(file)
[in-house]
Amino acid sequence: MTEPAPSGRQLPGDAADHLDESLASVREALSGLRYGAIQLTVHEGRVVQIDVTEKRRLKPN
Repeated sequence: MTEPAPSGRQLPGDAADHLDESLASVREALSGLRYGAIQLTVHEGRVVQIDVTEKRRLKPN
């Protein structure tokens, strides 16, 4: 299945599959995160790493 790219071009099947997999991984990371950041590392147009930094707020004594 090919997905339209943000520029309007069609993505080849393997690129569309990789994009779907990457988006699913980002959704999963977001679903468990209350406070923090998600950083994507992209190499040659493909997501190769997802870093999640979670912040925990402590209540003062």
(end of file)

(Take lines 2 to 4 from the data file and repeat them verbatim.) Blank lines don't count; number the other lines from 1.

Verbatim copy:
Amino acid sequence: MTEPAPSGRQLPGDAADHLDESLASVREALSGLRYGAIQLTVHEGRVVQIDVTEKRRLKPN
Repeated sequence: MTEPAPSGRQLPGDAADHLDESLASVREALSGLRYGAIQLTVHEGRVVQIDVTEKRRLKPN
């Protein structure tokens, strides 16, 4: 299945599959995160790493 790219071009099947997999991984990371950041590392147009930094707020004594 090919997905339209943000520029309007069609993505080849393997690129569309990789994009779907990457988006699913980002959704999963977001679903468990209350406070923090998600950083994507992209190499040659493909997501190769997802870093999640979670912040925990402590209540003062």